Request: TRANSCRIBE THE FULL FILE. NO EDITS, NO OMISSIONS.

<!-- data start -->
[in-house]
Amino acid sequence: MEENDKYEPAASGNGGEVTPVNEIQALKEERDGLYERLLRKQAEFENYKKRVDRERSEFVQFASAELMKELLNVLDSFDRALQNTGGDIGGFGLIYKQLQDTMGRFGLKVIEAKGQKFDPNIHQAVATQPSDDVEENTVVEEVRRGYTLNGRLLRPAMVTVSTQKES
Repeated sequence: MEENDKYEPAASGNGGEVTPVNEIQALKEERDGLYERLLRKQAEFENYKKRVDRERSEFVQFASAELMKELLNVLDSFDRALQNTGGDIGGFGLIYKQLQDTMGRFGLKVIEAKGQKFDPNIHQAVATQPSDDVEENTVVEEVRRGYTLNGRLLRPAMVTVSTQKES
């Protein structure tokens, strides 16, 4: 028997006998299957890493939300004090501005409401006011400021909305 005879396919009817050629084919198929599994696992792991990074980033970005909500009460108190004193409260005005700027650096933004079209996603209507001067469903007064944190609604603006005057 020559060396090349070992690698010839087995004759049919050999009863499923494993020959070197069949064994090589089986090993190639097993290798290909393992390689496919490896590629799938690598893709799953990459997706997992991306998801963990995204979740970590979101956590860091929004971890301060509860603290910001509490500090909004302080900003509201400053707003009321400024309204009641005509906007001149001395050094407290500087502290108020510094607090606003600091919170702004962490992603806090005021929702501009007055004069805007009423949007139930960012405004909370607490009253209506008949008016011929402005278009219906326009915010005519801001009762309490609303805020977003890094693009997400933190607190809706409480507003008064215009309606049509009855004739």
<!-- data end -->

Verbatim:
[in-house]
Amino acid sequence: MEENDKYEPAASGNGGEVTPVNEIQALKEERDGLYERLLRKQAEFENYKKRVDRERSEFVQFASAELMKELLNVLDSFDRALQNTGGDIGGFGLIYKQLQDTMGRFGLKVIEAKGQKFDPNIHQAVATQPSDDVEENTVVEEVRRGYTLNGRLLRPAMVTVSTQKES
Repeated sequence: MEENDKYEPAASGNGGEVTPVNEIQALKEERDGLYERLLRKQAEFENYKKRVDRERSEFVQFASAELMKELLNVLDSFDRALQNTGGDIGGFGLIYKQLQDTMGRFGLKVIEAKGQKFDPNIHQAVATQPSDDVEENTVVEEVRRGYTLNGRLLRPAMVTVSTQKES
């Protein structure tokens, strides 16, 4: 028997006998299957890493939300004090501005409401006011400021909305 005879396919009817050629084919198929599994696992792991990074980033970005909500009460108190004193409260005005700027650096933004079209996603209507001067469903007064944190609604603006005057 020559060396090349070992690698010839087995004759049919050999009863499923494993020959070197069949064994090589089986090993190639097993290798290909393992390689496919490896590629799938690598893709799953990459997706997992991306998801963990995204979740970590979101956590860091929004971890301060509860603290910001509490500090909004302080900003509201400053707003009321400024309204009641005509906007001149001395050094407290500087502290108020510094607090606003600091919170702004962490992603806090005021929702501009007055004069805007009423949007139930960012405004909370607490009253209506008949008016011929402005278009219906326009915010005519801001009762309490609303805020977003890094693009997400933190607190809706409480507003008064215009309606049509009855004739």